In a 200church, we have to constantly fight against our instinct to do everything ourselves. We know that people are busy, we think we can do it better, and we assume that we’re better off doing something ourselves than taking the time to train someone else. On top of that, we want to avoid looking like we’re trying to “get out of work” if we delegate tasks we could easily handle ourselves.
In large churches, it is impossible for a pastor to do everything himself, but often in 200churches we can accomplish many if not all tasks solo. Despite the fact that we can do the work, let me encourage you to resist the temptation to do it all. While it might be nice to see things done “right” or to save the time and energy it takes to train a volunteer, there are downsides to trying to do all the work on our own:
1. Your church will be limited by your finite energy level. Even if you’re young and energetic, you’ll eventually tire and wear out. It’s only a matter of time. Too many twenty-something pastors have ended up burned out in their “successful ministry”.
2. Your church will be limited by your gift set. You may be the most gifted person in your church or ministry, but you still don’t have all the gifts. If you don’t delegate to others, the things you are not gifted in or able to do will go undone.
3. Your church will be limited by your time constraints. Even Superman only has 24 hours in a day. The day you delegate is the day you get more than 24 hours – as you allow others to contribute their hours to the cause of Jesus and the vision of your/their church!
The purpose of 200churches is not to pressure you to GROW your church. We think that the Holy Spirit will take care of that. We think that if you are healthy and vibrant in your relationship with Christ, and have committed yourself to life-long learning and servant leadership, Jesus will take care of building his church. One of the ways he will do that is through his Body – you AND your people.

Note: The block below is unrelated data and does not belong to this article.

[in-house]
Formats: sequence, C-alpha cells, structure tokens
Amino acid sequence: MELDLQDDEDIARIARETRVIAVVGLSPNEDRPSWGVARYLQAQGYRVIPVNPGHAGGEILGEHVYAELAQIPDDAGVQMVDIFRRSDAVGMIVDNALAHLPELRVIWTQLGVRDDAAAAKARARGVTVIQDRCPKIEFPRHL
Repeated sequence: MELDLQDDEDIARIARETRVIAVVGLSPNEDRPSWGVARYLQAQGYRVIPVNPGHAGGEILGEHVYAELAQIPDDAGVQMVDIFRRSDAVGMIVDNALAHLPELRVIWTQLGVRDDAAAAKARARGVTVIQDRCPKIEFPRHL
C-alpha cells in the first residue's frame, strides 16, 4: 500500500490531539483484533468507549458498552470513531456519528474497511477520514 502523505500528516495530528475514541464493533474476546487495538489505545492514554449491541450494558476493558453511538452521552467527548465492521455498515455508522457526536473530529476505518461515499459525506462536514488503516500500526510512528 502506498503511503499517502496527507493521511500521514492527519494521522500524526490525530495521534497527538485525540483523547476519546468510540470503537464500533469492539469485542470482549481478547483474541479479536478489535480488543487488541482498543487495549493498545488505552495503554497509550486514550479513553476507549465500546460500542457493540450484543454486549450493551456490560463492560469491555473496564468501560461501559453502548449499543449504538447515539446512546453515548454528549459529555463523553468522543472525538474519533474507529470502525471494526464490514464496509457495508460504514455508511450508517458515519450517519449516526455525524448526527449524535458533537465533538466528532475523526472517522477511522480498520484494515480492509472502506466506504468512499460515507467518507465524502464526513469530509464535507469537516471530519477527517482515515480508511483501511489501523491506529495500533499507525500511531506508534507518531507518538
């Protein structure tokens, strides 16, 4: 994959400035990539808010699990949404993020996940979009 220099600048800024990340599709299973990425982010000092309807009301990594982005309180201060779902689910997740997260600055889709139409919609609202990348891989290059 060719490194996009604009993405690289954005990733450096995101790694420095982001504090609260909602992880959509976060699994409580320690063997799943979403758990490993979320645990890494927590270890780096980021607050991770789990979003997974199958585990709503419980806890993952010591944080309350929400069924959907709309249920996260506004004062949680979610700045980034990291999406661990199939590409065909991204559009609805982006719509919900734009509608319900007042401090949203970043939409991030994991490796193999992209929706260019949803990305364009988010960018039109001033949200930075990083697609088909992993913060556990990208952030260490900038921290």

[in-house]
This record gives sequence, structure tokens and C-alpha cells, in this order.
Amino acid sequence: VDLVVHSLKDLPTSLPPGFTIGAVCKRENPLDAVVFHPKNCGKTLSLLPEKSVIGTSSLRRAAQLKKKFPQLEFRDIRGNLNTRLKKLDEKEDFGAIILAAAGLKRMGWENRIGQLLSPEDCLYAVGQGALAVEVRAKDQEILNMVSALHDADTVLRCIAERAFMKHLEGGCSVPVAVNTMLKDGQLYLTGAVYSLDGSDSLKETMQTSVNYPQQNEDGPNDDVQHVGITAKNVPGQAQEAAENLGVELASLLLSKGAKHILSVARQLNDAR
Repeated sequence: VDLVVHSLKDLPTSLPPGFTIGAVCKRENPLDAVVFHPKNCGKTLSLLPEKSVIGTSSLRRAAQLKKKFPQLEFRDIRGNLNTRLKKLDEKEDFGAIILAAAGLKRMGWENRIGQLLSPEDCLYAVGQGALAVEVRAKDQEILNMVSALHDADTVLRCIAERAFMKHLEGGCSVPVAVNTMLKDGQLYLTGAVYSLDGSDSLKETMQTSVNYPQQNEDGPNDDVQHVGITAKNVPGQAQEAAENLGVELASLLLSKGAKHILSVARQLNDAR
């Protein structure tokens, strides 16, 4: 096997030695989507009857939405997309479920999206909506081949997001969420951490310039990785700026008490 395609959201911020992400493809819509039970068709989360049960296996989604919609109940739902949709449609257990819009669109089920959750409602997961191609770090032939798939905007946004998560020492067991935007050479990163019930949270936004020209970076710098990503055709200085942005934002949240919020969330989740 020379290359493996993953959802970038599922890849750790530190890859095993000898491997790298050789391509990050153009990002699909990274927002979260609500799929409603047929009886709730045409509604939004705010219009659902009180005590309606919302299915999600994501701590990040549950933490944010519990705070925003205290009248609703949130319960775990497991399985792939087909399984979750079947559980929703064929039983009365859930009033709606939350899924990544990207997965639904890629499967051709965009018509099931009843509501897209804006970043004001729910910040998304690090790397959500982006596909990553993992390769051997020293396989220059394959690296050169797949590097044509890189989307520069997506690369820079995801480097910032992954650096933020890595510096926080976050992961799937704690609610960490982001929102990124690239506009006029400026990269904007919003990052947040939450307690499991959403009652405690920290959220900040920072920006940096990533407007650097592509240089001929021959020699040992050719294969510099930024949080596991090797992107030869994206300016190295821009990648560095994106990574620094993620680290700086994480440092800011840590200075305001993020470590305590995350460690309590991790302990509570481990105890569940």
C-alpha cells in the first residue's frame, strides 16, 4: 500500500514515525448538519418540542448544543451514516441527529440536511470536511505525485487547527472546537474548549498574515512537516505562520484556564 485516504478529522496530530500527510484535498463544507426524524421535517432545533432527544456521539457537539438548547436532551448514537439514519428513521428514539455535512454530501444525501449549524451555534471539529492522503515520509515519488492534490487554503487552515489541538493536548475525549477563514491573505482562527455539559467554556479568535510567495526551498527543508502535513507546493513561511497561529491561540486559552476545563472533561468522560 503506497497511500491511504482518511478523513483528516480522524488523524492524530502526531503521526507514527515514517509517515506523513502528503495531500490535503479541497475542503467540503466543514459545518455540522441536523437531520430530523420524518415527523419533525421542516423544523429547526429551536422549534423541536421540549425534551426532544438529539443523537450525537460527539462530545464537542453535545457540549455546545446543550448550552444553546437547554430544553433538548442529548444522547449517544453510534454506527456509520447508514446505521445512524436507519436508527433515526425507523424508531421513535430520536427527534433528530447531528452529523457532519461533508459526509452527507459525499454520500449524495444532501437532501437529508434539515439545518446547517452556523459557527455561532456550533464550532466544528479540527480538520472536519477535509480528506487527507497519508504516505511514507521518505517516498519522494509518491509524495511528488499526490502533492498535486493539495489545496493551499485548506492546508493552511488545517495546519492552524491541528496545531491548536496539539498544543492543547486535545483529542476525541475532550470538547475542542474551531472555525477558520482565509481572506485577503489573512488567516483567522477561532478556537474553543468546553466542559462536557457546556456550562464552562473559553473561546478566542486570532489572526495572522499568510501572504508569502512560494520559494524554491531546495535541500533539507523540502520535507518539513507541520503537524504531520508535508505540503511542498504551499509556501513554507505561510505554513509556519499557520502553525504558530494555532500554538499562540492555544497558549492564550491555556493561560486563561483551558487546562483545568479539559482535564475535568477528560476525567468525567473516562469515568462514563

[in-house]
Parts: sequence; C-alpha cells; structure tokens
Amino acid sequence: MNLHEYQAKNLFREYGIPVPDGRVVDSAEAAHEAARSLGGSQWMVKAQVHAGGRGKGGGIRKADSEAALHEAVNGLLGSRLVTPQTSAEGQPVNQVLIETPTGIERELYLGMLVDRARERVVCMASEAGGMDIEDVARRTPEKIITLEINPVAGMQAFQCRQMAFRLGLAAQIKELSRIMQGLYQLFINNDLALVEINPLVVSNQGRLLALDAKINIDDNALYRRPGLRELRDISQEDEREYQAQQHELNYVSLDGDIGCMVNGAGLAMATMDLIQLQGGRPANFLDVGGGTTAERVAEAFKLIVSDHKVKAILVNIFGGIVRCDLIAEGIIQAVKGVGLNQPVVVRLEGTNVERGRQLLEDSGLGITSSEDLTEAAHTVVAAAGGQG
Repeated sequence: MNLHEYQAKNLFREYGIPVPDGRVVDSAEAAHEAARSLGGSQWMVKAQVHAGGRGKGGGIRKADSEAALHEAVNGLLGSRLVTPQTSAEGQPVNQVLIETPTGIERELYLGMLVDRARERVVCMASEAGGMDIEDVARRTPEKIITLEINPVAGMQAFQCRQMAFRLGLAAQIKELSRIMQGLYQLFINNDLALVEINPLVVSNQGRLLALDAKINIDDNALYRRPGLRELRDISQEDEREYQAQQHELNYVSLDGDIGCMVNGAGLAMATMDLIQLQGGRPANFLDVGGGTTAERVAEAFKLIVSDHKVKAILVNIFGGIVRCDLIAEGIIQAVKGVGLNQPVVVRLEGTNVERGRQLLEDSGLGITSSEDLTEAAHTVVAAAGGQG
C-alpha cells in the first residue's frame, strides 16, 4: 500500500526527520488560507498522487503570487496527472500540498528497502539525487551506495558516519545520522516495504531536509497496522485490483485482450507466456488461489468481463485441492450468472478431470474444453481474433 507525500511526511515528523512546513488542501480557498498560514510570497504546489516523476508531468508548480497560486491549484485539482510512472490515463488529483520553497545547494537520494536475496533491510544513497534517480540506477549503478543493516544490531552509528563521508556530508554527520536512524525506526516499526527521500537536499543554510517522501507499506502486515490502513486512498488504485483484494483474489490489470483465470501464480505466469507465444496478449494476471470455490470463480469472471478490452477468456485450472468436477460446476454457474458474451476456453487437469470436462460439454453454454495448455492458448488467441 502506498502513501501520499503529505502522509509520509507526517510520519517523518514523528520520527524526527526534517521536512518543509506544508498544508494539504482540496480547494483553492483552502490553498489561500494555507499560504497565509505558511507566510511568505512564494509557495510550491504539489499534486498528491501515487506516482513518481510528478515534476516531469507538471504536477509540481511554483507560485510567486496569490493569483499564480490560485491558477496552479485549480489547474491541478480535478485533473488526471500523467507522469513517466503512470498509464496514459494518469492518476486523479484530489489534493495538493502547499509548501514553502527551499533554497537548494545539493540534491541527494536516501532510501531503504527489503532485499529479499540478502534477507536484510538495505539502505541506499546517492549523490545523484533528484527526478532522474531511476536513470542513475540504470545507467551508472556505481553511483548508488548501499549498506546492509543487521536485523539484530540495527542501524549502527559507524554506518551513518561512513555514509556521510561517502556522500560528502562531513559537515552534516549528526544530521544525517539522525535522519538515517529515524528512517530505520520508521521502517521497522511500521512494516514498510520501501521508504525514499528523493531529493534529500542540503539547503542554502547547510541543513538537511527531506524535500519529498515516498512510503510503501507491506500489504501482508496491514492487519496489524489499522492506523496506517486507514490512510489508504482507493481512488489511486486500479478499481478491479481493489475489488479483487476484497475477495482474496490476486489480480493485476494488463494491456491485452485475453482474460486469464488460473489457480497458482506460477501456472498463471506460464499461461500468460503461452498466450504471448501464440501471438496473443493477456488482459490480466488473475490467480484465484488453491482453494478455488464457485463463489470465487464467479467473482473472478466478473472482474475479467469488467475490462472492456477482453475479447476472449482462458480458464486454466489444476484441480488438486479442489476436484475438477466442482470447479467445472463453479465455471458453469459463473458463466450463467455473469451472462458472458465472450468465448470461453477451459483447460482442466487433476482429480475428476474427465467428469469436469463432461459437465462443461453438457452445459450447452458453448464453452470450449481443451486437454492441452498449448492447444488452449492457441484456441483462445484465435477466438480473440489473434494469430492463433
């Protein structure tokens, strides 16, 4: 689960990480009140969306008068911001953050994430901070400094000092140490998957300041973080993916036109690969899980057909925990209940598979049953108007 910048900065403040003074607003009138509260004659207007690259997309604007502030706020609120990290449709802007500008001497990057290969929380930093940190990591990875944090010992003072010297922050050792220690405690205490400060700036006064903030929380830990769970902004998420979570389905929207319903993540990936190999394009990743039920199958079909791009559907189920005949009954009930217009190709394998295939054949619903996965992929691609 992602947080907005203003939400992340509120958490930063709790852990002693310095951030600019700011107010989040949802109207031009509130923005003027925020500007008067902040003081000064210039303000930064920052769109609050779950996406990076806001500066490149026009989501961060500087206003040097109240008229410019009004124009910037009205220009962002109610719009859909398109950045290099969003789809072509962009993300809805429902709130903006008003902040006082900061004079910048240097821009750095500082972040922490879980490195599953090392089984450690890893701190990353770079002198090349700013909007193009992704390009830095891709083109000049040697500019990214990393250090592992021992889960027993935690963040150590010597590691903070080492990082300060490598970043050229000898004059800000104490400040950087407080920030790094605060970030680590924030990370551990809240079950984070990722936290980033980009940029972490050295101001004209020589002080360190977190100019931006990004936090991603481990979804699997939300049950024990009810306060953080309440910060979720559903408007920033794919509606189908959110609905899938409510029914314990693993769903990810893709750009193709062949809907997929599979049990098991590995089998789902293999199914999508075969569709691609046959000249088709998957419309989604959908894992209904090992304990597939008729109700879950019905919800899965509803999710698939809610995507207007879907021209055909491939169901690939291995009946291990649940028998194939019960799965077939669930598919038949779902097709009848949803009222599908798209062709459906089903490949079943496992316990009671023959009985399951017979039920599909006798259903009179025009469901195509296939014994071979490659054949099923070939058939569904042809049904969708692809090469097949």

Here are the first steps to delegating/equipping your people to serve alongside you, and not just watch you serve.
1. Get to know the disciples in your church. They are disciples, aren’t they? How are they wired? What do they love to do? What are they good at? What do others pay them to do? What is their personality and background? Get to know them by spending time with them in church and out of church, at their house, the mall, a great restaurant, or the golf course.
2. Ask people what they would like to do. Chances are they are highly gifted and/or skilled in an area where you are not. They are just waiting for someone to ask them to help. Most people don’t get involved because they are not asked – make the ask!
3. Train people to do the work. My dad taught me how to change oil when I was a kid. First, I watched him do it. The next time, we did it together. The third time, he watched me do it, and eventually he just started sending me out to the garage to do it! As leaders of 200churches, we follow these same steps to train our volunteers. When we invest in people through training, they grow personally and we’re free to focus elsewhere.
4. Finally, we must teach them passages like Ephesians 4, Romans 12, and 1 Corinthians 12. Delegation is allowing them to serve like Jesus, gifted by his Spirit, for the glory of the Father and benefit of the Body of Christ.
Even when it seems harder, we have to resist the temptation to do everything ourselves. The short-term investment of time and energy will pay dividends when our people are actively serving and we’re free to focus on other tasks.
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